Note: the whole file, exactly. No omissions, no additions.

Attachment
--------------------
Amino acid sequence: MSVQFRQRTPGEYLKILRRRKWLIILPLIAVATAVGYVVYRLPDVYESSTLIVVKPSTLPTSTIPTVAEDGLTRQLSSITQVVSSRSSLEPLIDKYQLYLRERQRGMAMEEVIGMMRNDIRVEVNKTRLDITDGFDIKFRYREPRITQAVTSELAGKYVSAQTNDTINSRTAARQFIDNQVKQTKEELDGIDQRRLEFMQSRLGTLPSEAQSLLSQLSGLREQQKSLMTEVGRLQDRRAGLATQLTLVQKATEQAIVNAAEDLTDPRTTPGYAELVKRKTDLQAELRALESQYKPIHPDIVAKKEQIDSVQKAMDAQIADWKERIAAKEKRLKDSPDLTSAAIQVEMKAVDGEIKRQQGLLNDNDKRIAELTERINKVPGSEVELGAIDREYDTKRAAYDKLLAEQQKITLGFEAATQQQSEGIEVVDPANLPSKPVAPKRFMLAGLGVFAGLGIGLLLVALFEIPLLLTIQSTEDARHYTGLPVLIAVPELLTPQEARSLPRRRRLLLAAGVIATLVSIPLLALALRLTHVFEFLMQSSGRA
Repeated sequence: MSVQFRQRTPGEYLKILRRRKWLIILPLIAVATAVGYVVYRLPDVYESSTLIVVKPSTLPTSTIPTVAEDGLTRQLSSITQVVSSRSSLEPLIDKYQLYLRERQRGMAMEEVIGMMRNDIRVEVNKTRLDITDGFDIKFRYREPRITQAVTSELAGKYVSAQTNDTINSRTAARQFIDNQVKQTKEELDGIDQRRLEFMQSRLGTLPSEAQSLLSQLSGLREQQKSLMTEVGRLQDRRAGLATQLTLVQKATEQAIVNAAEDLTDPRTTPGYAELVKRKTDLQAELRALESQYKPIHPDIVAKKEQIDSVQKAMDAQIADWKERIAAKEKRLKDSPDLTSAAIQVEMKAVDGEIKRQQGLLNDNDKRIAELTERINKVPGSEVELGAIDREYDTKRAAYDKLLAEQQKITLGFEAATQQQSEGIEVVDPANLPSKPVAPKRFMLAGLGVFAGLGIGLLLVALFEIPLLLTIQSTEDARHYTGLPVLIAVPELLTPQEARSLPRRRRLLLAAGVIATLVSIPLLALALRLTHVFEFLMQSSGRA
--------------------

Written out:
Amino acid sequence: MSVQFRQRTPGEYLKILRRRKWLIILPLIAVATAVGYVVYRLPDVYESSTLIVVKPSTLPTSTIPTVAEDGLTRQLSSITQVVSSRSSLEPLIDKYQLYLRERQRGMAMEEVIGMMRNDIRVEVNKTRLDITDGFDIKFRYREPRITQAVTSELAGKYVSAQTNDTINSRTAARQFIDNQVKQTKEELDGIDQRRLEFMQSRLGTLPSEAQSLLSQLSGLREQQKSLMTEVGRLQDRRAGLATQLTLVQKATEQAIVNAAEDLTDPRTTPGYAELVKRKTDLQAELRALESQYKPIHPDIVAKKEQIDSVQKAMDAQIADWKERIAAKEKRLKDSPDLTSAAIQVEMKAVDGEIKRQQGLLNDNDKRIAELTERINKVPGSEVELGAIDREYDTKRAAYDKLLAEQQKITLGFEAATQQQSEGIEVVDPANLPSKPVAPKRFMLAGLGVFAGLGIGLLLVALFEIPLLLTIQSTEDARHYTGLPVLIAVPELLTPQEARSLPRRRRLLLAAGVIATLVSIPLLALALRLTHVFEFLMQSSGRA
Repeated sequence: MSVQFRQRTPGEYLKILRRRKWLIILPLIAVATAVGYVVYRLPDVYESSTLIVVKPSTLPTSTIPTVAEDGLTRQLSSITQVVSSRSSLEPLIDKYQLYLRERQRGMAMEEVIGMMRNDIRVEVNKTRLDITDGFDIKFRYREPRITQAVTSELAGKYVSAQTNDTINSRTAARQFIDNQVKQTKEELDGIDQRRLEFMQSRLGTLPSEAQSLLSQLSGLREQQKSLMTEVGRLQDRRAGLATQLTLVQKATEQAIVNAAEDLTDPRTTPGYAELVKRKTDLQAELRALESQYKPIHPDIVAKKEQIDSVQKAMDAQIADWKERIAAKEKRLKDSPDLTSAAIQVEMKAVDGEIKRQQGLLNDNDKRIAELTERINKVPGSEVELGAIDREYDTKRAAYDKLLAEQQKITLGFEAATQQQSEGIEVVDPANLPSKPVAPKRFMLAGLGVFAGLGIGLLLVALFEIPLLLTIQSTEDARHYTGLPVLIAVPELLTPQEARSLPRRRRLLLAAGVIATLVSIPLLALALRLTHVFEFLMQSSGRA